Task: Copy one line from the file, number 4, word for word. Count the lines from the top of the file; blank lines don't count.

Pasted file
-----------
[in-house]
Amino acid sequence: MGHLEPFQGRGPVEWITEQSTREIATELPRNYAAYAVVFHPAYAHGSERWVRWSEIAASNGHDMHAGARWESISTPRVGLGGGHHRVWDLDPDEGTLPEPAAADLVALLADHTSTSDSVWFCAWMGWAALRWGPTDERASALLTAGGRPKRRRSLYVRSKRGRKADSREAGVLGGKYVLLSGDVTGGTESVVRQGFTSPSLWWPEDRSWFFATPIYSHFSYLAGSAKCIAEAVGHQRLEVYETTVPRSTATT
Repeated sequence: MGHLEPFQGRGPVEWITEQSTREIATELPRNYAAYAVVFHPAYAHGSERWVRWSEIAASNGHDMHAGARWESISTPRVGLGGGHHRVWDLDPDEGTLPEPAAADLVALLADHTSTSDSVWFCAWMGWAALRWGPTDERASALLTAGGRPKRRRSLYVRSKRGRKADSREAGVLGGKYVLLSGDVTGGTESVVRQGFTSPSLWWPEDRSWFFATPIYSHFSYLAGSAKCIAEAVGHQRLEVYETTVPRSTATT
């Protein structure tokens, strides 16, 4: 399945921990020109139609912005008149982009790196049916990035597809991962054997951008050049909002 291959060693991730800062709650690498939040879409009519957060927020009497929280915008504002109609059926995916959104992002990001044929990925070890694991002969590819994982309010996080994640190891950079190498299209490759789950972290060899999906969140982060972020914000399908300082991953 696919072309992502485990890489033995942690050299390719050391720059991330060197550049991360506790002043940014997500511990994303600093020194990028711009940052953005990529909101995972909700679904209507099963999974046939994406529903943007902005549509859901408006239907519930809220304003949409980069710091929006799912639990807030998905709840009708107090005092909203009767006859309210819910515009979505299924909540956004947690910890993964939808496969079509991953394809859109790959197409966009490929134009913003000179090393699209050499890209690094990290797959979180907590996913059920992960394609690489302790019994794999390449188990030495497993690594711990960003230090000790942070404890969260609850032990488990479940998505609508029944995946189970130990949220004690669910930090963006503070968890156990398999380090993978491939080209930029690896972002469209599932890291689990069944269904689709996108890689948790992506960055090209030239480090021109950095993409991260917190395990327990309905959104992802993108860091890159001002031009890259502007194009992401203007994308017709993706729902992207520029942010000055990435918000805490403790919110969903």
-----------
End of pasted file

């Protein structure tokens, strides 16, 4: 399945921990020109139609912005008149982009790196049916990035597809991962054997951008050049909002 291959060693991730800062709650690498939040879409009519957060927020009497929280915008504002109609059926995916959104992002990001044929990925070890694991002969590819994982309010996080994640190891950079190498299209490759789950972290060899999906969140982060972020914000399908300082991953 696919072309992502485990890489033995942690050299390719050391720059991330060197550049991360506790002043940014997500511990994303600093020194990028711009940052953005990529909101995972909700679904209507099963999974046939994406529903943007902005549509859901408006239907519930809220304003949409980069710091929006799912639990807030998905709840009708107090005092909203009767006859309210819910515009979505299924909540956004947690910890993964939808496969079509991953394809859109790959197409966009490929134009913003000179090393699209050499890209690094990290797959979180907590996913059920992960394609690489302790019994794999390449188990030495497993690594711990960003230090000790942070404890969260609850032990488990479940998505609508029944995946189970130990949220004690669910930090963006503070968890156990398999380090993978491939080209930029690896972002469209599932890291689990069944269904689709996108890689948790992506960055090209030239480090021109950095993409991260917190395990327990309905959104992802993108860091890159001002031009890259502007194009992401203007994308017709993706729902992207520029942010000055990435918000805490403790919110969903």